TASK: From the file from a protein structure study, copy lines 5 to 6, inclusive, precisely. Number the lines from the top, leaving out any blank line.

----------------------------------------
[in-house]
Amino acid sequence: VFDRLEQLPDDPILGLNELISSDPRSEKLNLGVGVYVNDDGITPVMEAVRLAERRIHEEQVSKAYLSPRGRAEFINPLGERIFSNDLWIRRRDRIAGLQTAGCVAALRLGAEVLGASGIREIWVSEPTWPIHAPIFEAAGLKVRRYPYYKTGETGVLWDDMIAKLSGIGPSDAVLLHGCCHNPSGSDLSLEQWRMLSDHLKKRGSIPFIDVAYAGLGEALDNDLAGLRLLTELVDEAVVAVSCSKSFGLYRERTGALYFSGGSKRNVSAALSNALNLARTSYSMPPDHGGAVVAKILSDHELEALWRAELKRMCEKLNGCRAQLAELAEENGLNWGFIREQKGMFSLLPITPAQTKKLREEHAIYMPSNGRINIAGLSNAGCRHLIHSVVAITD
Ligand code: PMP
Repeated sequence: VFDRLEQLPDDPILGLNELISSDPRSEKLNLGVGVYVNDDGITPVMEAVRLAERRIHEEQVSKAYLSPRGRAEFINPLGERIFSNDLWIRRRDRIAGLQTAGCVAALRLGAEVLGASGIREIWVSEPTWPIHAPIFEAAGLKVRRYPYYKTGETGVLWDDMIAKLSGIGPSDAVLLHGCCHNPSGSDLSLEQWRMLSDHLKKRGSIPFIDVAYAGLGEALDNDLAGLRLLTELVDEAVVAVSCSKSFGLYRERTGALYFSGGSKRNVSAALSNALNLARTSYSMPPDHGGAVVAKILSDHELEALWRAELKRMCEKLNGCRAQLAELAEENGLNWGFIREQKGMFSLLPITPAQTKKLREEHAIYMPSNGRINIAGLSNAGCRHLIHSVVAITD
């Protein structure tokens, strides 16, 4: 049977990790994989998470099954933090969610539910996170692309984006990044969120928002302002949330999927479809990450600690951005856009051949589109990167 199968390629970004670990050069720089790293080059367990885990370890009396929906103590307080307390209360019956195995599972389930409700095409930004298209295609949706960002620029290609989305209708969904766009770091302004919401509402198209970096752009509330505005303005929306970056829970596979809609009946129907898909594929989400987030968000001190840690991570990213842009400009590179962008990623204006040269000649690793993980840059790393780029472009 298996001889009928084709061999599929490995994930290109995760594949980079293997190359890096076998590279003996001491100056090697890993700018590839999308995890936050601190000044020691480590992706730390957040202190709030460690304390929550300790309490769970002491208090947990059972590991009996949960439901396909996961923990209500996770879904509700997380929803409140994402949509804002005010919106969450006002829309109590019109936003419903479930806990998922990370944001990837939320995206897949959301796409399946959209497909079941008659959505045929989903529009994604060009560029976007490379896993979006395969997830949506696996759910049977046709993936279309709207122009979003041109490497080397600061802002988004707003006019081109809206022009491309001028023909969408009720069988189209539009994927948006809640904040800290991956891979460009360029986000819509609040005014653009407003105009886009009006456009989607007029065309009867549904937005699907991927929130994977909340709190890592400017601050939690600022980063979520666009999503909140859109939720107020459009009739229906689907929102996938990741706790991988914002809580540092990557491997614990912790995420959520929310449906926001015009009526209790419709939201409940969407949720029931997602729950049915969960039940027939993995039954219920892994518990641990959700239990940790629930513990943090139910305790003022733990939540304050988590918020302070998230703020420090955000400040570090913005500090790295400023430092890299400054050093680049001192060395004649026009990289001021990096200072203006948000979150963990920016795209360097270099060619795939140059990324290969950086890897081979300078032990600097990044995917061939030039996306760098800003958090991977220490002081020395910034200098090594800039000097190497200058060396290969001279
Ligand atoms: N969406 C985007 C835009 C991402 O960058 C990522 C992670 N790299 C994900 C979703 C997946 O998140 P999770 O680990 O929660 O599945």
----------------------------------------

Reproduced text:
């Protein structure tokens, strides 16, 4: 049977990790994989998470099954933090969610539910996170692309984006990044969120928002302002949330999927479809990450600690951005856009051949589109990167 199968390629970004670990050069720089790293080059367990885990370890009396929906103590307080307390209360019956195995599972389930409700095409930004298209295609949706960002620029290609989305209708969904766009770091302004919401509402198209970096752009509330505005303005929306970056829970596979809609009946129907898909594929989400987030968000001190840690991570990213842009400009590179962008990623204006040269000649690793993980840059790393780029472009 298996001889009928084709061999599929490995994930290109995760594949980079293997190359890096076998590279003996001491100056090697890993700018590839999308995890936050601190000044020691480590992706730390957040202190709030460690304390929550300790309490769970002491208090947990059972590991009996949960439901396909996961923990209500996770879904509700997380929803409140994402949509804002005010919106969450006002829309109590019109936003419903479930806990998922990370944001990837939320995206897949959301796409399946959209497909079941008659959505045929989903529009994604060009560029976007490379896993979006395969997830949506696996759910049977046709993936279309709207122009979003041109490497080397600061802002988004707003006019081109809206022009491309001028023909969408009720069988189209539009994927948006809640904040800290991956891979460009360029986000819509609040005014653009407003105009886009009006456009989607007029065309009867549904937005699907991927929130994977909340709190890592400017601050939690600022980063979520666009999503909140859109939720107020459009009739229906689907929102996938990741706790991988914002809580540092990557491997614990912790995420959520929310449906926001015009009526209790419709939201409940969407949720029931997602729950049915969960039940027939993995039954219920892994518990641990959700239990940790629930513990943090139910305790003022733990939540304050988590918020302070998230703020420090955000400040570090913005500090790295400023430092890299400054050093680049001192060395004649026009990289001021990096200072203006948000979150963990920016795209360097270099060619795939140059990324290969950086890897081979300078032990600097990044995917061939030039996306760098800003958090991977220490002081020395910034200098090594800039000097190497200058060396290969001279
Ligand atoms: N969406 C985007 C835009 C991402 O960058 C990522 C992670 N790299 C994900 C979703 C997946 O998140 P999770 O680990 O929660 O599945």